When you live in a place that suffer from hurricanes, there are certain measures you have to take in order to make this awful experience a little less dangerous for you and your loved ones. One of these measures is to adapt your windows to take the massive damage and prevent the flying debris from getting inside your house and injuring someone. This is extremely important because let’s face it, in most cases you’re dealing with winds that go up to 200 miles per hour.
The tests performed to certify that the impact windows are actually protecting your house may vary from your location but, in general, the guidelines follow the same standard. The guidelines for the tests are created by the American Society for Testing and Materials (ASTM), a respected organization that develops extensive guidelines used to test materials and, therefore, to make sure that these materials are, in fact, the adequate choice for that application, in our case the hurricane proof window.
But what types of tests are actually conducted to certify that a window is actually impact resistant?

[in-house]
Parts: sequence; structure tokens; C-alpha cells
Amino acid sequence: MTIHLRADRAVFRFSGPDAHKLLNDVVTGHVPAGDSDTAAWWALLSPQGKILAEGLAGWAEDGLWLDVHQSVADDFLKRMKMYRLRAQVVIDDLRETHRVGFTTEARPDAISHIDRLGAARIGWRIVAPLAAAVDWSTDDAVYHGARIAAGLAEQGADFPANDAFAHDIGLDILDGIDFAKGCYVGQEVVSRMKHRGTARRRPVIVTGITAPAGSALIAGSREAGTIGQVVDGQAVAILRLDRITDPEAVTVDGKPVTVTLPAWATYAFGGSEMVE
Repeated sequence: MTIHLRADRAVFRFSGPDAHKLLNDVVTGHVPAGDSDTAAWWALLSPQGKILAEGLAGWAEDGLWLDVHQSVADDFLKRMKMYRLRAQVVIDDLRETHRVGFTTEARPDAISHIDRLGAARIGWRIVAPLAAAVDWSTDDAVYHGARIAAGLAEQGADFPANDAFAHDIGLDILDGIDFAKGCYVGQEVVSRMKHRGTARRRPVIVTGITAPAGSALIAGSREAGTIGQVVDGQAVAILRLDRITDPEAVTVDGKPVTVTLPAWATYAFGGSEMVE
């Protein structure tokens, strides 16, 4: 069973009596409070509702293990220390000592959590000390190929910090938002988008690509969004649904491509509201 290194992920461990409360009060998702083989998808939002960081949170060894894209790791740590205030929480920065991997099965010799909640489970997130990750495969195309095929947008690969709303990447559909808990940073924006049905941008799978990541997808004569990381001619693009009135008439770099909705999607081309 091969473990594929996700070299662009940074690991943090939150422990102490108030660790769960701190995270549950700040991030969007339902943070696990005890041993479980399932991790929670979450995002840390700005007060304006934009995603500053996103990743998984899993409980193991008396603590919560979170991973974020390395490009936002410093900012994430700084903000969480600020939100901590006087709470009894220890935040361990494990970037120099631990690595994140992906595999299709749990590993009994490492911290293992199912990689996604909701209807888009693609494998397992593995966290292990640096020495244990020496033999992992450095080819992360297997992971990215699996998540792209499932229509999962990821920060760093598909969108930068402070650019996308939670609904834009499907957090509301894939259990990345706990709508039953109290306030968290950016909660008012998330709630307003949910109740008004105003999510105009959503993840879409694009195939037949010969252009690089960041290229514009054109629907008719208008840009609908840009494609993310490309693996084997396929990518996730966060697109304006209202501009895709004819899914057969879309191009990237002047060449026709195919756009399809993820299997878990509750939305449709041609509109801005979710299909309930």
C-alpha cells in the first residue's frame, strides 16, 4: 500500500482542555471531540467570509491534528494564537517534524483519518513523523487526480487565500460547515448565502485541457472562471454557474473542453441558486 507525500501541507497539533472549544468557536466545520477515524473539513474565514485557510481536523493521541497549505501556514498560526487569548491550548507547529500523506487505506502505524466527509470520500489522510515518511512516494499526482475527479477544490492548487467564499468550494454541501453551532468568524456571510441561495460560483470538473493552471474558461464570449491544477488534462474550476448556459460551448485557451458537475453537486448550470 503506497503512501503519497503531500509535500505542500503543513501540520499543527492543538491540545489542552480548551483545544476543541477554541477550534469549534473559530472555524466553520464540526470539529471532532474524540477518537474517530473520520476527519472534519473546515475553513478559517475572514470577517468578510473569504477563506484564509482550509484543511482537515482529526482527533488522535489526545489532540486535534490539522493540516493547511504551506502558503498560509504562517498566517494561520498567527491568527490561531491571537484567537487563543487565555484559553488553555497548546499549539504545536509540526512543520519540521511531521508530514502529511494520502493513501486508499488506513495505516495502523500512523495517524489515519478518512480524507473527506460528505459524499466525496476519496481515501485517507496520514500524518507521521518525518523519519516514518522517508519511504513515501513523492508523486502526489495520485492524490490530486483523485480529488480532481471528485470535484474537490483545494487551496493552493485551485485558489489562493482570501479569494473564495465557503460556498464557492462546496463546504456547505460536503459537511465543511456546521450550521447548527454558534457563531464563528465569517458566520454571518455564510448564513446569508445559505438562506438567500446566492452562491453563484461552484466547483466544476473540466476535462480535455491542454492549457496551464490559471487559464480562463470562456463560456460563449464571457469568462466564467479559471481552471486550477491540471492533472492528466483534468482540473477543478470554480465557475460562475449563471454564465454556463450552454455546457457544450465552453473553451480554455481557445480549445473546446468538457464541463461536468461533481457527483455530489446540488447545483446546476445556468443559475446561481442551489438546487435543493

There are two fundamental elements to test and certify that a window is indeed a storm proof window. The first one is called The Missile Test, and its goal is to measure the impact requirements of the hurricane windows. A missile that weighs 9 pounds is shot from a cannon at 50 feet per second (approximately 35 miles per hour). The first shot is aimed at the center of the window, and the second shot is aimed at one of the corners. As you can imagine, the window will pass the test only if it can take both those impacts.
After passing the Missile Test, the window now has to pass the Cyclical Test, which will certify that the window can take the wind pressure. The tester must put the impact window inside a chamber and submit it to 4500 positive cycles and 4500 negative cycles. The positive and negative cycles are used to simulate the wind and will make sure that the storm windows can remain intact even with a speed of 200 miles per hour.